10 Fun Facts About Sleigh Bells
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10 Fun Facts About Sleigh Bells The ringing sound of sleigh bells is all too familiar around this time of the year. It’s the official siren signaling in the winter season. While a well-known signature staple on sleighs, Santa suits and reindeer, jingle bells haven’t always been associated with Christmas. They do much more than just ring in holiday cheer. 1. Sleigh bells or jingles bells are a type of bell that produces a distinctive jingle sound. They are in the percussion family of instruments. 2. The bells are made from sheet metal bent into a spherical shape with a small ball bearing or short metal rod placed inside to create the jingle sound. 3. Small bells were known in ancient times. In Sumer, Babylonia, Assyria, and Egypt they were commonly suspended from the trappings of horses, mules, and camels. 4. Centuries ago, sleigh bells were fastened to horses to signal the approach of someone important or to warn pedestrians of an approaching vehicle. Sleighs were unable to stop quickly enough so they needed a warning sound. 5. William Barton opened the first US sleigh bell company in East Hampton, Connecticut in 1810. East Hampton eventually became known as “Belltown” because it produced so many bells. 6. Sleigh bells, or jingles, are rarely used to produce specific pitches. Mozart, however, prescribed this in the third of his Three German Dances K605. 7. The song Jingle Bells, also known as “One Horse Open Sleigh,” is one of the most popular and most recorded songs on Earth. It was written in 1857 by James Lord Pierpont and was originally meant for Thanksgiving. 8. Sleigh bells were one of the first instruments played in space. In 1965, Gemini 6 astronauts Tom Stafford and Wally Schirra, smuggled bells and a harmonica onto their spacecraft and played Jingle Bells for mission control as a light-hearted holiday joke. 9. The affluent ornamentally wore bells as a symbol of wealth and status. 10. In old Pagan beliefs, jingle bells are used to ward off bad luck, diseases, and evil spirits. Today, some motorcyclists strap small bells to their handlebars to ward off road demons. Source: Miki Onwudinjo - Oxford University Press.Read more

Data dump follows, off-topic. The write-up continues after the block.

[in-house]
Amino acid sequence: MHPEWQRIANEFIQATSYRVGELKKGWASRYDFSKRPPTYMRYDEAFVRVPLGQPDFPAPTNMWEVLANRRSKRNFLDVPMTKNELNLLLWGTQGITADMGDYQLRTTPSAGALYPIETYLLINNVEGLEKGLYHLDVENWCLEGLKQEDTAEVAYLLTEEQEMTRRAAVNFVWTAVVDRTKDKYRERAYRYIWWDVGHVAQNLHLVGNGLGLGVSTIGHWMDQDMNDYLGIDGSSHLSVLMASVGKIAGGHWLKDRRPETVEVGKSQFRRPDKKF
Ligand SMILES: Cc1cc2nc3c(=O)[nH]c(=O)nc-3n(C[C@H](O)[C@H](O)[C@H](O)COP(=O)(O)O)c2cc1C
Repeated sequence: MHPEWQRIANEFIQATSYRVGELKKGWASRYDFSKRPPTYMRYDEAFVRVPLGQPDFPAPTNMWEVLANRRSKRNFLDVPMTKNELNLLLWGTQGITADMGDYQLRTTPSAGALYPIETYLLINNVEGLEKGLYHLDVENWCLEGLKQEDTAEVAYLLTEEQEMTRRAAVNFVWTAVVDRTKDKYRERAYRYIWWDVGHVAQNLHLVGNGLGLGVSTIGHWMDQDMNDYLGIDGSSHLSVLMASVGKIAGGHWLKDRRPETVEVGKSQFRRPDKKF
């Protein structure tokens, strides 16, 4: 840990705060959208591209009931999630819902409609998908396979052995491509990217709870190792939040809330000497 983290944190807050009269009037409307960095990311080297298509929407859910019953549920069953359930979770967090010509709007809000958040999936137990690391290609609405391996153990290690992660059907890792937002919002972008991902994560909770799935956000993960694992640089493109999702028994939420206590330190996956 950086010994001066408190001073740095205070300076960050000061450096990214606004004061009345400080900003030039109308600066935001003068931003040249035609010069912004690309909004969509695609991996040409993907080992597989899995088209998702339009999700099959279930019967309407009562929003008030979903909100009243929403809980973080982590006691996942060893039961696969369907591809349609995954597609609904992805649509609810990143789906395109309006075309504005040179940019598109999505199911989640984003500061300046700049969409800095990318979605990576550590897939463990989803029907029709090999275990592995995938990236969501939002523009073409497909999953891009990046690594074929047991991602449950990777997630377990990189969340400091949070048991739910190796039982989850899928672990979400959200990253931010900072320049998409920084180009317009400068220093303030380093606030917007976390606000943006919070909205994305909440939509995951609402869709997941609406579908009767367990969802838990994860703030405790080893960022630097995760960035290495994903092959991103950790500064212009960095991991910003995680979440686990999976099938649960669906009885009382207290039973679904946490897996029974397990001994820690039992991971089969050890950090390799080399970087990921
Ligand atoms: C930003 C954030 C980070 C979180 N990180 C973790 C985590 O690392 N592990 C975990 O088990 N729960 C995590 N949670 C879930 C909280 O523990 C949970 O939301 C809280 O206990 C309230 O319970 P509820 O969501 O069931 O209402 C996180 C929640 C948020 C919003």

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Reindeer - Rangifer Taranadus Taranadus (R.T. Taranadus) They are cervids from the root group Rangifer Taranadus that included ten species of Reindeer and Caribou. Two of these species are extinct and several of the Caribou such as the North American Woodland Caribou are currently on the watch list for species at risk. REINDEER ARE NOT CARIBOU! although they are cousins. Of the ten species of Rangifer Taranadus, generally three types inhabit continental North America. Two of these are native being the Woodland Caribou and the Barren Ground Caribou. The third is the Eurasian Tundra Reindeer that was introduced by the government to the North American continent in the late 1800's to replace lifestyle losses to the Inuit people of the North. The original influx of Reindeer were brought into North America across the Land Bridge from the USSR. Slightly more than 400 head made up the original group of animals that were walked into the North as part of this project. Reindeer in North America can be DNA matched to the original herd thereby confirming that they are in fact reindeer. While there are many reindeer in the North that live under feral conditions, there are no wild reindeer. Reindeer are acknowledged to be one of, if not the oldest, domesticated animals in the world with history of domestication tracing back between 5000 and 8000 years (depending on the source) They are listed in the Lesser Nine of the fifteen domesticated animals along with camels, llamas, alpacas and elephants. They were once referred to as the "First Meat of Man" and the animals is unique in that both in life and death, the animal is completely useful. As a live animals they provide transportation, haulage, velvet antler for medicines, and milk to name a few. In death, they provide meat, hides for clothing along with products that can be made from the bone and antler. Adult Male reindeer will weigh in at approximately 500 lbs while females top out around 400 lbs. On average they will stand between 8 and 10 hands high (1 Hand = 4 Inches) Both the male and Female produce antlers and they along with the caribou are the only cervid that does this. Antlers regrow each year with the previous years antler being shed from Late November through early May depending on a variety of factors. Male reindeer that are intact breeders will drop the antler anytime after breeding season once their need to establish dominance and attract females has passed. Once the antler has been shed the dominant male will usually become the most subservient member of the herd until the breeding cycle begins again the following year. Steers will usually keep their antlers longer into the New Year but not as long as the females. Bred females usually retain their antlers until the babies are born ensuring them preference to the best feed and leaving them with a level of defense. Antlers will begin to regenerate almost immediately but generally show a growth phase that lasts approximately 4 months. Antlers will grow at a rate of anywhere from 1/2" per day to 1 1/2" per day. Remember that the growth the you see on an animal ALL grew this year. Antlers, while in the growth phase are live tissue and are soft (think Fingernails). They look much like a padded coat hanger and are susceptible to injury. Significant injury to growing antler can result in death from hemorrhage if not attended to. Antlers are never the same but may have a general consistency of style from animal to animal they are rarely symmetrical. The antler grows from pedicules in the skull that firmly anchor the antler until its time to shed. Antlers can be broken or fall off prematurely but there is no real way to determine when and antler will fall. In feral conditions the reindeer along with other animals will normally eat the antler to recapture lost mineral. What is the difference between Antlers and Horns? Generally Antlers are annual ornaments while horns are permanent. Antlers grow from the tip and an injury to the antler at the tip, or involving the tip, may stop all growth for that season. Horns are permanent and not shed each year. They also grow from the base therefore an injury to the end of the horn, or removal such as blunting as used on rodeo bulls, does not affect growth. While there is often a visual difference between the structure and weight of antlers between male and female, that doesn't always prove to be true. Some sources say that only the males will grow a shovel which is a significant protrusion of flat antler off one branch pointing forward. The animals use this to break into heavy crusted snow when foraging for food.Read more